Cure for power cuts
This refers to the news report “Survey forecast windfall in wind power” (THT, Oct. 22). Though our country ranks as one of the richest in terms of hydropower potential, we have been forced to become accustomed to frequent power cuts. Even as our political leaders have held several meetings, they have so far not been able to solicit investment in hydropower projects from international investors. Alternative Energy Promotion Centre (APEC), which is known to have electrified 30 houses in Pyuthan by exploiting wind energy, can be expected to play a vital role in providing us with feasible alternatives. In many European nations, wind energy is successfully being used as an alternative source of power. Nepal, with an added advantage of high terrain, can tap wind energy successfully, too.
Rajendra Gurubacharya, New Baneswor, Kathmandu
Not so far
Ex-minister and lawyer Nilambar Acharya, during a recent interview with a local radio, stated that multi-party constitution after the end of the “Panchayat rule” was promulgated in a matter
of a few months. Why can’t the constitutional experts in Nepal, owing to their prior experience, therefore draft the constitution of the Federal Democratic Republic of Nepal in a
similar timeframe. I also urge the citizens’ forums, human rights activists and constitutional experts to come forward with drafts that guarantee proportional representation of all the marginalised communities in all the organs of the state. After thorough discussion in public, the CA should incorporate those provisions in the new constitution that best suit the needs of new Nepal. The UN could also extend help by providing constitutional experts to facilitate the process.
Rabi Sayami, Kathmandu
As winter begins, the Nepal Electricity Authority adds load-shedding hours on the pretext of water shortage. Ironically, power supply during summer has not been regular either. Isn’t it a shame that we live in a country which is considered one of the richest in terms of water resources? Nepalis can no longer be fooled. They can very well understand whether political leaders have taken their problem seriously. The Maoist-led government and other political parties must deliver on their promises.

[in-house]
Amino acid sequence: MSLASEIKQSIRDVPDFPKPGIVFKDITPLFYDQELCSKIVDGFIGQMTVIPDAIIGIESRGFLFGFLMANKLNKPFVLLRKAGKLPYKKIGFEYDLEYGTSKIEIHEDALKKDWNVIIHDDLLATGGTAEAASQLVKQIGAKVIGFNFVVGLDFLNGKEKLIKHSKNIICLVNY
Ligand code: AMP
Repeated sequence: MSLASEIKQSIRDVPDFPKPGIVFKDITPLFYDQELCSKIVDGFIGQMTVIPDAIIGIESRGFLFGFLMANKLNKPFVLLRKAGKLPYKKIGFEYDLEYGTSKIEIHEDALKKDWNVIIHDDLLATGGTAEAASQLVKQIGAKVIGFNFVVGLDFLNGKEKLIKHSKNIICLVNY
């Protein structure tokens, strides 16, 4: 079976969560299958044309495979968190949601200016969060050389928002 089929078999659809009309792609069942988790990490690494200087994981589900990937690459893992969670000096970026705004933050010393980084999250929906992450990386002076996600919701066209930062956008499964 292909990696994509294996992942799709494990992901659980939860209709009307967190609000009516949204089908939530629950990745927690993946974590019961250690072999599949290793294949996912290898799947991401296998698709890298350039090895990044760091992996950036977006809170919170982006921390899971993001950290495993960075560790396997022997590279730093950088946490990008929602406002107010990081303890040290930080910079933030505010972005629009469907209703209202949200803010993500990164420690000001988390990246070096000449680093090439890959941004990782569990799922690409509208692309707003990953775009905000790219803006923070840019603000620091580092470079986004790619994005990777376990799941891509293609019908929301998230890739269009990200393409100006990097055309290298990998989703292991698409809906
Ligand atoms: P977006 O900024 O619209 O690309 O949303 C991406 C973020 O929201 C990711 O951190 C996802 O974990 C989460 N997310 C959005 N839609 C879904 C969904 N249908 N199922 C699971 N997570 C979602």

Dwaipayan Regmi, Biratnagar
The frequent problem that occurs on the online edition of The Himalayan Times has made it inconvenient for readers living in foreign countries to get news and information about Nepal. I urge THT to also keep in mind Nepali readers living abroad and fix the problem at the earliest.
Shiva Neupane,via e-mail
Apropos of the news report “GP Koirala blamed for Maoists’ tryst with democracy” (THT, Oct 27). I fully agree with the chief of the Rastriya Prajatantra Party-Nepal, Kamal Thapa, that democracy along with monarchy would be the best way to prevent the extreme leftists from capturing state power. In fact, this would also create an efficient system of checks and
balances, which would prevent any single entity from imposing an authoritarian rule.
Navin Raut,Chabahil, Kathmandu